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A 1993 Associated Press story even describes how then-President Bill Clinton was considering holding a town hall on AOL.His screen name was “Clinton Pz.”Clinton’s team of “young, high-tech specialists” were “pondering new ways of communicating directly with Americans,” reported the AP.But much of the time, the conversations are much more colorful — in that they’re splashed with expletives.“Lately my favorite room has gotten a bunch of pervert-nasty people,” Bird says.She calls them “disruptors.” When I ask her what the disruptors do, she says, “If you were reading Garden Chat right now, you would see. That’s not fun.”Bird misses the days when people would talk about growing annuals and perennials.Frequent, longtime users — it seems to mostly be the elderly — who log on to chat about gardening have increasingly been met with trolls who start arguments about President Donald Trump.And yes, there are people — unsure about Tinder — looking for love.Along with this product came the away message, buddy icons, a personal profile, and eventually voice chat, file transfer, and chat bots.“It was a different time, because in the ‘90s, no one gave their real personal information on the internet,” says the now 35-year-old web developer.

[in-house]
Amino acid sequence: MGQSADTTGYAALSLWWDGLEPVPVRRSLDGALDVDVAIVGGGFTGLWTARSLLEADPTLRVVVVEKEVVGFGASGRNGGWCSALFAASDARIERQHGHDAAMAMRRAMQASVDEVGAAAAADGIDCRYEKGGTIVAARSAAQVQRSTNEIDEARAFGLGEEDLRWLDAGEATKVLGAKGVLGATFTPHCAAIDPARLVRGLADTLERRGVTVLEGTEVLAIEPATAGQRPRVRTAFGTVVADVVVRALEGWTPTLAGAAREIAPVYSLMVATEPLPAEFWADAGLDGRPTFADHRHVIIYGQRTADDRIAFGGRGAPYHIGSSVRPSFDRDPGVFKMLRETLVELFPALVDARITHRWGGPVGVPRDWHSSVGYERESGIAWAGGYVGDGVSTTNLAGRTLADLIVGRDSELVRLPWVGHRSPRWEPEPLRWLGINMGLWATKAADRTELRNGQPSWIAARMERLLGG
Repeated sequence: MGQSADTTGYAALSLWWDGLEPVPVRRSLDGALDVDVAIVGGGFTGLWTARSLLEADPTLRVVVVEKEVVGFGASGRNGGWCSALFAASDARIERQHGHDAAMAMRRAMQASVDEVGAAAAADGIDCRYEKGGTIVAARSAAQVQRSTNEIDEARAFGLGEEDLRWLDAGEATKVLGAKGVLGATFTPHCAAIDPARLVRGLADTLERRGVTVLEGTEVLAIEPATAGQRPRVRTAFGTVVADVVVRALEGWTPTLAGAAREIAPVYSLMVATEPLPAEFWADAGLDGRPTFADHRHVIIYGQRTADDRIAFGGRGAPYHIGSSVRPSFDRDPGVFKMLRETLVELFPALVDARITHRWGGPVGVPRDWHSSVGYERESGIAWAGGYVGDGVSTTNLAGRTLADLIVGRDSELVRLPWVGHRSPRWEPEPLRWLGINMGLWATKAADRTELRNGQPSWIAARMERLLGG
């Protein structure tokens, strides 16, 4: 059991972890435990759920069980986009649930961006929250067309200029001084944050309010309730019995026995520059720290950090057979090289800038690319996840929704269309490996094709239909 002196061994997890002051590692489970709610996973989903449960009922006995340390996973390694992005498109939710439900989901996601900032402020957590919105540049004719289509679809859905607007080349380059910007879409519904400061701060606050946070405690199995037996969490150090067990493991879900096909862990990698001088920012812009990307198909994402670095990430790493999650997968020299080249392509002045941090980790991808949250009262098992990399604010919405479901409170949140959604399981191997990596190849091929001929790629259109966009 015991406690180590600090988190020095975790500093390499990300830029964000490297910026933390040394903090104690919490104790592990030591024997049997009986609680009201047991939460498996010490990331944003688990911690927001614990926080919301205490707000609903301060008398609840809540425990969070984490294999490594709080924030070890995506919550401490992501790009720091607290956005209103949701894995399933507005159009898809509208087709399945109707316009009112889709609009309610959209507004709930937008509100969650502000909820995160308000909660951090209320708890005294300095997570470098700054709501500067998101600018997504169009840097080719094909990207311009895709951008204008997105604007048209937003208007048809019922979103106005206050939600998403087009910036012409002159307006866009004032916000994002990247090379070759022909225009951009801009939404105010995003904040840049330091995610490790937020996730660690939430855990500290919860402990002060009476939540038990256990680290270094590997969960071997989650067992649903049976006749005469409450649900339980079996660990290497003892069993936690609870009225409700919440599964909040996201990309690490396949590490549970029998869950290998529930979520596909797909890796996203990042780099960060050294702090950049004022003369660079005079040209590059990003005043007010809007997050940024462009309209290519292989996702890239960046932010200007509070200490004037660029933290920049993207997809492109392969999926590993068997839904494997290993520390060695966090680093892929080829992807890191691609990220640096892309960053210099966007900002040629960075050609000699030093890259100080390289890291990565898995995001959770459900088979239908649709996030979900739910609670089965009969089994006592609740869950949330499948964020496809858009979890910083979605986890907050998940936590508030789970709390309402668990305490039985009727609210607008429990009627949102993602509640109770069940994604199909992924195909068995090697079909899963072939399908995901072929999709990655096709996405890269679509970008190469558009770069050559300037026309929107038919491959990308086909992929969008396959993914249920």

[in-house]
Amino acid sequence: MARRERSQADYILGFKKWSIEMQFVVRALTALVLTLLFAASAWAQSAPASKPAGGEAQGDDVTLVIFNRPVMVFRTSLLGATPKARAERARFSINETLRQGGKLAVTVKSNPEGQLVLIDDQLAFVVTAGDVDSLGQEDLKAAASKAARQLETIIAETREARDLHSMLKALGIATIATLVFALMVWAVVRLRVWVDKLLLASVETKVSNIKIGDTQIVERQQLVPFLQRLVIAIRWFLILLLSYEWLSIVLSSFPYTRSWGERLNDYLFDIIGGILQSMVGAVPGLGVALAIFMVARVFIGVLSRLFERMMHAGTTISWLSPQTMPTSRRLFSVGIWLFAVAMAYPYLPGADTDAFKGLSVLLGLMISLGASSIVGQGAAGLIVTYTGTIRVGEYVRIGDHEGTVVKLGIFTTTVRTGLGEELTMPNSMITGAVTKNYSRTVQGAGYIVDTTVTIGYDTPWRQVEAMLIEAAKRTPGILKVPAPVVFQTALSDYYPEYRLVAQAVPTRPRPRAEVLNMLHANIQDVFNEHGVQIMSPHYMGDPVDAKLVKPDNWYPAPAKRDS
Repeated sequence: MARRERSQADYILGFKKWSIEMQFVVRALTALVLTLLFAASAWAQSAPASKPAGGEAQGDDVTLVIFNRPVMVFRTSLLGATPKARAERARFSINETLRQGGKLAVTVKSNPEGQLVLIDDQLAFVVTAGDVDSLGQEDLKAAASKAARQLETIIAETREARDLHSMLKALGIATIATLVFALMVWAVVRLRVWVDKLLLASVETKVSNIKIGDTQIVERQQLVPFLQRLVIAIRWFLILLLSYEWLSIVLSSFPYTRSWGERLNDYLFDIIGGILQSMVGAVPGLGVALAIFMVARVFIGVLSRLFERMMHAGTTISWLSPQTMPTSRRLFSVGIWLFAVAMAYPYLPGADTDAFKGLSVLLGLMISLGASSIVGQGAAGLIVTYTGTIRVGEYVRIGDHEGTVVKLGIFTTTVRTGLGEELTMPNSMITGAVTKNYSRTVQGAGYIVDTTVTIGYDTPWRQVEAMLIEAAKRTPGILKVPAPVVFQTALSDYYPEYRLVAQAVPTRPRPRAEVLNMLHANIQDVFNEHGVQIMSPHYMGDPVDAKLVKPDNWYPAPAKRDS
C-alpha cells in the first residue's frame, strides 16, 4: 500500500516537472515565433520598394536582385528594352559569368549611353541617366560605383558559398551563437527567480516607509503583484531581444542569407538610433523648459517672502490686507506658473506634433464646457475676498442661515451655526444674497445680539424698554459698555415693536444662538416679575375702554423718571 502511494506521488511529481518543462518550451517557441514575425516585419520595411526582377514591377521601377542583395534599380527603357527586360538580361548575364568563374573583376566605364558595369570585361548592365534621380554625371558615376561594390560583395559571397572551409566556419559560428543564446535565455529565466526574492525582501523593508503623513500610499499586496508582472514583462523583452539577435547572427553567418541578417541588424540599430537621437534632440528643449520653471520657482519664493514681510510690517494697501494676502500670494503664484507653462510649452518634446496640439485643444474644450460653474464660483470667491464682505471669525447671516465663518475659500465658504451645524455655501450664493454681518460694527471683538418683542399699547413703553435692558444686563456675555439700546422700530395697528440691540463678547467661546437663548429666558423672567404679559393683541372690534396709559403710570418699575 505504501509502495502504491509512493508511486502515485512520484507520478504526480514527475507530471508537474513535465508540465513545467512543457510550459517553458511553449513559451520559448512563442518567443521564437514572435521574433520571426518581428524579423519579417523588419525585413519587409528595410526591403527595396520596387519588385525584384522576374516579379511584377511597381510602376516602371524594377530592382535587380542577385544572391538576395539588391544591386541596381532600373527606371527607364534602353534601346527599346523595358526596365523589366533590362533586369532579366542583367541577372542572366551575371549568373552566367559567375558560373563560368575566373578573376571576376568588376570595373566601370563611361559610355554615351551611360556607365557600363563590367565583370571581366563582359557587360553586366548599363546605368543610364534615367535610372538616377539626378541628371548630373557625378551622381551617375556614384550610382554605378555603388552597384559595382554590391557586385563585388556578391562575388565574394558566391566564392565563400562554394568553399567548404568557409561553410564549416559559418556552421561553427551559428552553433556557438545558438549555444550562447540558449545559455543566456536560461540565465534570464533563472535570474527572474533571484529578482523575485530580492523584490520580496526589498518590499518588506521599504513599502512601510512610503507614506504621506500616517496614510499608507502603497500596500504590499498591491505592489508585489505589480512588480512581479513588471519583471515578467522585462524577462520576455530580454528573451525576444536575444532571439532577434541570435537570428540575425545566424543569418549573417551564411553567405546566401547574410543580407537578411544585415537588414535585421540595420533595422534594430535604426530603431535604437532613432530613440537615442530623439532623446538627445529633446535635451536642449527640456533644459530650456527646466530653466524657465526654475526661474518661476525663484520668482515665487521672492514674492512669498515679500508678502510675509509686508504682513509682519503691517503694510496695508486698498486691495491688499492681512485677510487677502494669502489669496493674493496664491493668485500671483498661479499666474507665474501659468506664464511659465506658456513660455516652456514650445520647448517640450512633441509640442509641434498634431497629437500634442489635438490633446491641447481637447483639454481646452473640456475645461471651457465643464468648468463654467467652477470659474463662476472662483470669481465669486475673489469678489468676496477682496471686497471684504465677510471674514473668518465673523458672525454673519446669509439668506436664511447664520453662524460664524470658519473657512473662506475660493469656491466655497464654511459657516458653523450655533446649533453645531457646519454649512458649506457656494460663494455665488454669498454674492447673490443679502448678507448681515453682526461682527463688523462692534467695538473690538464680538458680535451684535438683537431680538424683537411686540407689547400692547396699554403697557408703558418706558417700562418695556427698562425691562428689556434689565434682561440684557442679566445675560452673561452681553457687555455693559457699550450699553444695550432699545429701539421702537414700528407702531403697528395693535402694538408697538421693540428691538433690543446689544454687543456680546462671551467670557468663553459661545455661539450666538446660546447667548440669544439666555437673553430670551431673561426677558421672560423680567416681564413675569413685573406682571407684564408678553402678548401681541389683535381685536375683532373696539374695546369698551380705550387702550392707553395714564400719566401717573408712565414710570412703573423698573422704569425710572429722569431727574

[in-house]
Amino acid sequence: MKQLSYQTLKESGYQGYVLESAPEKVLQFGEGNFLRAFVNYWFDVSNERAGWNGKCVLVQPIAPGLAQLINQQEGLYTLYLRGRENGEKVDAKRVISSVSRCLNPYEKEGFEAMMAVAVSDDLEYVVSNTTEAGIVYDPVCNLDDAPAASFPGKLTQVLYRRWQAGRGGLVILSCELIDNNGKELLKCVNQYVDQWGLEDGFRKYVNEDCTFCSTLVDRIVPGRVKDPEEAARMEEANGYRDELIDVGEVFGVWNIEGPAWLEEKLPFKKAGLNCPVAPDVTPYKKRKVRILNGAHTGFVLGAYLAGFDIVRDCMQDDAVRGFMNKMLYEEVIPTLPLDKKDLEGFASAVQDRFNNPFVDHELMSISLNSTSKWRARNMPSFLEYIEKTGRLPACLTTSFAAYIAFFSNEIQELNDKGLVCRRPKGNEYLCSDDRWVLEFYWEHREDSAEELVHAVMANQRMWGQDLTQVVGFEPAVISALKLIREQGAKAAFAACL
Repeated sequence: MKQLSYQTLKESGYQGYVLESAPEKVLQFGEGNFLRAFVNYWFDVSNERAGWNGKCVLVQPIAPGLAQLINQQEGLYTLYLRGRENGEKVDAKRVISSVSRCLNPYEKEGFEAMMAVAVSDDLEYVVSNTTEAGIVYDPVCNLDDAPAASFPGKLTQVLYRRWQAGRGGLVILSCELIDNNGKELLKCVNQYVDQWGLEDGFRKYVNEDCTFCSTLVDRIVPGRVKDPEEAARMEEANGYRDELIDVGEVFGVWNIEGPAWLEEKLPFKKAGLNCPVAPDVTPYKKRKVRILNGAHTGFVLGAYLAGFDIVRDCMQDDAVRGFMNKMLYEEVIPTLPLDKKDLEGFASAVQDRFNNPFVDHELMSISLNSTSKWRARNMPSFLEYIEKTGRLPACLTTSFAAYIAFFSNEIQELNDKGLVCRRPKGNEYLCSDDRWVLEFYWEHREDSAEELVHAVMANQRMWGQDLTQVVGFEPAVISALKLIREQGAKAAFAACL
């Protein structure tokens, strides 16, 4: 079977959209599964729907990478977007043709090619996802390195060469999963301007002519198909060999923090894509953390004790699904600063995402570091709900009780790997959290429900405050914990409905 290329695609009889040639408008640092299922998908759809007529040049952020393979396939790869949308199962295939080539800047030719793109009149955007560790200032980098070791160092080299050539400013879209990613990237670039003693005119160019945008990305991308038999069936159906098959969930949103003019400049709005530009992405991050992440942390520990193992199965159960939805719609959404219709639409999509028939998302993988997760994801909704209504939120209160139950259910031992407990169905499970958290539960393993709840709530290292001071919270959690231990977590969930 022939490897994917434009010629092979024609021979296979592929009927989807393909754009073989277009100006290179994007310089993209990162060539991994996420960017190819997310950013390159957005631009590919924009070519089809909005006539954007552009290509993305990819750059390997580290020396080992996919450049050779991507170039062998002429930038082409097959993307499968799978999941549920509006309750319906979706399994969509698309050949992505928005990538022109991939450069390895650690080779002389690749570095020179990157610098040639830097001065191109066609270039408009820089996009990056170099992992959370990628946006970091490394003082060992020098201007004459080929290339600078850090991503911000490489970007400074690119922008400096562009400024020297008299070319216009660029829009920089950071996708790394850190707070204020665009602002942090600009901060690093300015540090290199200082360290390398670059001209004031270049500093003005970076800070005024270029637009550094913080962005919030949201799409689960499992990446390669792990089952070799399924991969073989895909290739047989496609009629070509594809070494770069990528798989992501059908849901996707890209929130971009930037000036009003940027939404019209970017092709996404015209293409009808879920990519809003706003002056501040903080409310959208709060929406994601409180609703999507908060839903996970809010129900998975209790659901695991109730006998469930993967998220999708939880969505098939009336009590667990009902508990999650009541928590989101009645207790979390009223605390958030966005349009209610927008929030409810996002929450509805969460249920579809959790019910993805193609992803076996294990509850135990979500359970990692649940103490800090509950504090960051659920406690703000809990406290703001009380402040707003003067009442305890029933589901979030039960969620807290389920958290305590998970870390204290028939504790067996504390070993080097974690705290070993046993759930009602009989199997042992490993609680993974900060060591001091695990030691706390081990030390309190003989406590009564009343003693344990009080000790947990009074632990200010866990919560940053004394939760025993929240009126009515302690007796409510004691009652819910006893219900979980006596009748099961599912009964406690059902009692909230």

“I have to imagine moderating spaces online in 2017. It was more often you had to remind people what the values and norms of the room were.”Schober recalls that at AOL’s peak, AOL would sometimes gain over 70,000 users a day, causing chatroom communities to rapidly evolve.That was the 1990s, and Riccardi was into grunge and metal music, video games, and computers.He’d chat about Nirvana, search for guitar tabs, trade shareware, and find opponents for . That year, AOL Instant Messenger launched, born out of the Buddy List feature in AOL.With AOL, users could get information from the White House and “even send the president electronic mail, known as e-mail, if they want.”Angelique Weger, a 36-year-old front-end developer, recalls using chatrooms in middle school.She would spend time roleplaying as a medieval sorceress on the Red Dragon Inn sci-fi/fantasy chatroom and meeting teens from across the country in Teen Chat.“I really liked the sense of just being represented and just being understood by my words,” Weger tells “There wasn’t any sort of physical representation of yourself.